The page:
Agriculture isn't an easy business and it has plenty of risks. But there's always going to be a demand for its products and I suspect the margins are going to stay high for a long time to come. Why? There's still plenty of potential farmland around the world that's wild or fallow, but politics is likely to keep it that way. Population won't be growing that much (and will be falling in the developed world), but people will be wealthier and want to eat better. So you want the kind of food that people with some money eat.
I'm not crazy about commodity-type foods, like wheat, soy and corn; these are high-volume, industrial-style foods, subject to political interference. And they're not important as foods for wealthy people, which is the profitable part of the market. Besides, grains are where everybody's attention is directed.
But there are other reasons I'm not wild about owning any amber waves of grain. Anything you want to plant will practically require the use of a genetically modified (GM) seed from Monsanto. I'm not sure I really care if it's GM; all foods have been genetically modified over the millennia just by virtue of cultivation. And $1 paid to Monsanto typically not only yields the farmer $5 of extra return, but produces lots of extra food—which helps everybody. But I wouldn't be surprised if someday the giant monocultures of plants, all with totally identical purchased seeds, don't result in some kind of catastrophic crop failure. This is a subject for another time, but it's a thought to keep in mind.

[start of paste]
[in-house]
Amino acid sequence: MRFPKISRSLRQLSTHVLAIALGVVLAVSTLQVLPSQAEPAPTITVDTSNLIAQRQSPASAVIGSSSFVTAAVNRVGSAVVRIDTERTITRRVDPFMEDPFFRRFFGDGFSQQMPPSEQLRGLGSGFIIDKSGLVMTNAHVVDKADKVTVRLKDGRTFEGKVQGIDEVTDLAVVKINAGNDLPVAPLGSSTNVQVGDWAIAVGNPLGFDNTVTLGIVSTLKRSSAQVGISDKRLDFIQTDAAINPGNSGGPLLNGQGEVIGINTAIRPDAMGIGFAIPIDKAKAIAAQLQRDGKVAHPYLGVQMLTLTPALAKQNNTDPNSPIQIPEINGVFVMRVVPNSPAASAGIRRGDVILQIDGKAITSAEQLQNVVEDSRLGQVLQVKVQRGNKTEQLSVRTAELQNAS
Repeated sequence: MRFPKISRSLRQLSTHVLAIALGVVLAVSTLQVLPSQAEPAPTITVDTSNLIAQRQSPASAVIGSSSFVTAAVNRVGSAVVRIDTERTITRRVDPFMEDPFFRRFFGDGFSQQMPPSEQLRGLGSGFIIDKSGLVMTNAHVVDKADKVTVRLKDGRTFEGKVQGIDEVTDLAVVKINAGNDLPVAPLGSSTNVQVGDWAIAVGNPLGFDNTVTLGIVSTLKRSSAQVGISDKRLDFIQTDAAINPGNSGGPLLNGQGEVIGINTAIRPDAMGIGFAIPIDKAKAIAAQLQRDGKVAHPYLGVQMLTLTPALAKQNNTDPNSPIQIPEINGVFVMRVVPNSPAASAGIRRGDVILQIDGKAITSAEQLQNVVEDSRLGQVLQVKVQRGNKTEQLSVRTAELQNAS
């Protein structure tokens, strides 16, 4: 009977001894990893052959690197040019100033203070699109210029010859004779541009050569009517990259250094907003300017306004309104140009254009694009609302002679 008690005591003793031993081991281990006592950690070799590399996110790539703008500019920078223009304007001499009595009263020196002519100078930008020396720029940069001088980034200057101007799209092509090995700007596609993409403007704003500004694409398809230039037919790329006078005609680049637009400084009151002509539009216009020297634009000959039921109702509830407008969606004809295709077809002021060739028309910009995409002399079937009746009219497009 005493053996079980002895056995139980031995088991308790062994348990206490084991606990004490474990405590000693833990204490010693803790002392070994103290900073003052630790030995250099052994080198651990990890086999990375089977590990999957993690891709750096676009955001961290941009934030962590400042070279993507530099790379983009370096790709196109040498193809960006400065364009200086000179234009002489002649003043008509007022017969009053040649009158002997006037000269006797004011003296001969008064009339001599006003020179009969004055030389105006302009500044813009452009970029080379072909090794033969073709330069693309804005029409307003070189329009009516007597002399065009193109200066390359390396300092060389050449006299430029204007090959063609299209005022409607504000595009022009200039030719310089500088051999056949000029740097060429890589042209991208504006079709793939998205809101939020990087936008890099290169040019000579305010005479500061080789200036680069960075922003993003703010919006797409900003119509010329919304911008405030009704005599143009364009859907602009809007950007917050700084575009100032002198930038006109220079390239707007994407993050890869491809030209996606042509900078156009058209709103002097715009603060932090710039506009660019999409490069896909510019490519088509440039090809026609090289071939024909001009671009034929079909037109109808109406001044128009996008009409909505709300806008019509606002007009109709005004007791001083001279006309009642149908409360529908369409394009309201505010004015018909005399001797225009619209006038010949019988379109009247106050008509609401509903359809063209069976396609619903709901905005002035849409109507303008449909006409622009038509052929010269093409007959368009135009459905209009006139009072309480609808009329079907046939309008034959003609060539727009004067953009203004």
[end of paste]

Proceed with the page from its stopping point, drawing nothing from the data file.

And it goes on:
In any event, agricultural land is no longer cheap. But I don't suggest you look at thousands of acres to plant grain. Niche markets with niche products are the way to fly.
I suggest up-market specialty products—exotic fruits and vegetables, fish, dairy and beef. The problem is that in "advanced" countries—prominently including the U.S.—national, state and local governments make the small commercial producers' lives absolutely miserable. Maybe you can grow stuff, but it's extremely costly in terms of paperwork and legal fees to sell, especially if the product is animal based—meat, milk, cheese and such. Niche foods are, however, potentially a very good business. Eternal optimist that I am, I see one of the many benefits of the impending bankruptcy of most governments as again making it feasible to grow and sell food locally.
Above all, though, this isn't the time for business as usual. You'll notice that "Working in a conventional job" didn't occur on the list above. And I pity the poor fools working for some corporation, hoping things get better.